LIKE a tiny gunslinger with its spiky weapons bristling in the evening air, an echidna wandered into the main street of town on Saturday night.
The nearby Queanbeyan River is already a well-known platypus hotspot, but local man Daniel Tyson was surprised to see an echidna crossing Monaro Street as he went for dinner at the Central Cafe around 6.30pm on Saturday.
Mr Tyson noticed the echidna crossing the off-ramp between Monaro and Collett streets, just across the road from the Queanbeyan Leagues Club.
After parking the car, he went back to see if he could assist the spiky marsupial find some safer ground.
"It was just really random. I've never seen an echidna in an urban area before," Mr Tyson said.
"We went and parked the car under the plaza, and went to try and see what was happening because I didn't want any cars to run over it. By that time it had gone down towards the river, and then it was sort of crossing backwards and forwards between the Leagues Club and the ramp that goes down towards the river," he said.
"There was another couple there who were shepherding it over towards the river, and we were sort of just shuffling it towards there trying to get it down the ramp. Then a lady in a four-wheel drive came and she actually had a jumper so she could pick it up, and she put it her car to drop it off to WIRES."
the Queanbeyan Age
to local wildlife carers failed to discover what became of the less-than-cuddly critter, however Wildcare officer Robin Kibblewhite said it was the right time of year to see echidnas out and about.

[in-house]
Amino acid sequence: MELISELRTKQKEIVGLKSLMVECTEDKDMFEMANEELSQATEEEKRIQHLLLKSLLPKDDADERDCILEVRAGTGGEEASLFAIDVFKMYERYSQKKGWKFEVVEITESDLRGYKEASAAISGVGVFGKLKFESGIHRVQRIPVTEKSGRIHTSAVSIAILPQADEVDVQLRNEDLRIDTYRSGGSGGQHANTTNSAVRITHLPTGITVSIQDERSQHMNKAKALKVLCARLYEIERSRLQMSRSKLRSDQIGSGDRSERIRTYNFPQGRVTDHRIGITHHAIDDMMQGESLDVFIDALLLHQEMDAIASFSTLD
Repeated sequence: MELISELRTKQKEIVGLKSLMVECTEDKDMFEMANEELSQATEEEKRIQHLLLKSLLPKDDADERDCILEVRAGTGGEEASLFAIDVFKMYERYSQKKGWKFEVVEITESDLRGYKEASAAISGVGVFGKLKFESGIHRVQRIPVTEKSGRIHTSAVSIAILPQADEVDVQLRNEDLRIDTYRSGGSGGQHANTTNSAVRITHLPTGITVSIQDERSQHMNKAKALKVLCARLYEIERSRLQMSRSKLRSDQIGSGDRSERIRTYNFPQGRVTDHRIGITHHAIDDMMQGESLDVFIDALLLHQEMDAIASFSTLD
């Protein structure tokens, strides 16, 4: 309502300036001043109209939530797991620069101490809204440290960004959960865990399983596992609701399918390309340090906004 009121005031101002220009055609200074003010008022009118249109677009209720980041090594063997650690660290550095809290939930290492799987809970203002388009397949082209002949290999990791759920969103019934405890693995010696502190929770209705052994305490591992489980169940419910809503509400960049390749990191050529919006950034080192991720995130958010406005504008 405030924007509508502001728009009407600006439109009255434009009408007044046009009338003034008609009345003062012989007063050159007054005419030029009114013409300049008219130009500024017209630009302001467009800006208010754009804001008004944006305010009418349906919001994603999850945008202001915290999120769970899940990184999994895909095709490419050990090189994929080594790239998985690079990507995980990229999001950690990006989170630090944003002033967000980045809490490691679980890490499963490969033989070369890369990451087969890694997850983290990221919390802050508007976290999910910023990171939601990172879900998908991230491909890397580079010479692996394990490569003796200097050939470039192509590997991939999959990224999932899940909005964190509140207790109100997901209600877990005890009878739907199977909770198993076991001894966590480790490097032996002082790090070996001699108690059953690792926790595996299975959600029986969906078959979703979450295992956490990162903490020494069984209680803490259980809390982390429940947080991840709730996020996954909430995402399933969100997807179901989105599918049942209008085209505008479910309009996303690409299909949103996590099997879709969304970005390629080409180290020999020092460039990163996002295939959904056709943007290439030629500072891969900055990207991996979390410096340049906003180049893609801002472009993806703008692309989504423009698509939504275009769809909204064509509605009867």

"It's just the time of the season where they're out and about looking for food. They've often got babies at this time as well, and they're out with the warm weather," she said.
Local biologist Dr Stephen Skinner said there was a resident echidna population in Queanbeyan up in the bushland near Karabar and Jerrabomberra, but that it was unusual to see one further north near the centre of town.
"You can find them on the south side of the Edwin Land Parkway. I would imagine they're about on Mount Jerrabomberra as well, so to come trundling down Southbar Road is not absolutely without precedent," Dr Skinner said.
"Also the apple box country by the river around Karabar is probably suitable habitat for them as well," he said.
If you come across an echidna in Queanbeyan, Wildcare's advice is to try and get it back into a safer location.
"If you seem them, they're on the move and they'll keep on moving, but if it's in a main street with a creek nearby, that's where it's come from," Ms Kibblewhite said.
"If you can protect it or get it moving off the street and into a safe spot, that's the way to go. I'd throw a towel over it and head it in the direction you want it.
"If people want to pick them up, the best way is to throw a towel over the top of them and to pick them up gently from underneath, then transport them back to a safe spot, back to the river or the bush," she said.
Have you seen an echidna in Queanbeyan? Let us know on our website,